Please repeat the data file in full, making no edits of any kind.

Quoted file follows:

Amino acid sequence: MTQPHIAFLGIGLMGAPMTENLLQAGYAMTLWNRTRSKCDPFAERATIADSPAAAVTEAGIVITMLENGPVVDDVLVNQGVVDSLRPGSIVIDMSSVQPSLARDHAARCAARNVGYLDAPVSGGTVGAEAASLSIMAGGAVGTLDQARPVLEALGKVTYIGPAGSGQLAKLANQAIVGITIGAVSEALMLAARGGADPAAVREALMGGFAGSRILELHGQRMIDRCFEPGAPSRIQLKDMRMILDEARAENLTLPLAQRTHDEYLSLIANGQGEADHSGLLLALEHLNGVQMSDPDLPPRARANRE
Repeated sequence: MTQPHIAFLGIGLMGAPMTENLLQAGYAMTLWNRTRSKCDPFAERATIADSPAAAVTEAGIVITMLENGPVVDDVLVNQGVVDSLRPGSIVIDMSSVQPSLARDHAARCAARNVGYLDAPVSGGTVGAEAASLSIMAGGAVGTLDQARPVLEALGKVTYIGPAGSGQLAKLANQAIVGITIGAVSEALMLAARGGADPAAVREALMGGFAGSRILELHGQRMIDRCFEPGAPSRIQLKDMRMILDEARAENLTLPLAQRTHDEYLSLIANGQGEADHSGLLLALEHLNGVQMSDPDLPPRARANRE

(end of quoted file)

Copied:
Amino acid sequence: MTQPHIAFLGIGLMGAPMTENLLQAGYAMTLWNRTRSKCDPFAERATIADSPAAAVTEAGIVITMLENGPVVDDVLVNQGVVDSLRPGSIVIDMSSVQPSLARDHAARCAARNVGYLDAPVSGGTVGAEAASLSIMAGGAVGTLDQARPVLEALGKVTYIGPAGSGQLAKLANQAIVGITIGAVSEALMLAARGGADPAAVREALMGGFAGSRILELHGQRMIDRCFEPGAPSRIQLKDMRMILDEARAENLTLPLAQRTHDEYLSLIANGQGEADHSGLLLALEHLNGVQMSDPDLPPRARANRE
Repeated sequence: MTQPHIAFLGIGLMGAPMTENLLQAGYAMTLWNRTRSKCDPFAERATIADSPAAAVTEAGIVITMLENGPVVDDVLVNQGVVDSLRPGSIVIDMSSVQPSLARDHAARCAARNVGYLDAPVSGGTVGAEAASLSIMAGGAVGTLDQARPVLEALGKVTYIGPAGSGQLAKLANQAIVGITIGAVSEALMLAARGGADPAAVREALMGGFAGSRILELHGQRMIDRCFEPGAPSRIQLKDMRMILDEARAENLTLPLAQRTHDEYLSLIANGQGEADHSGLLLALEHLNGVQMSDPDLPPRARANRE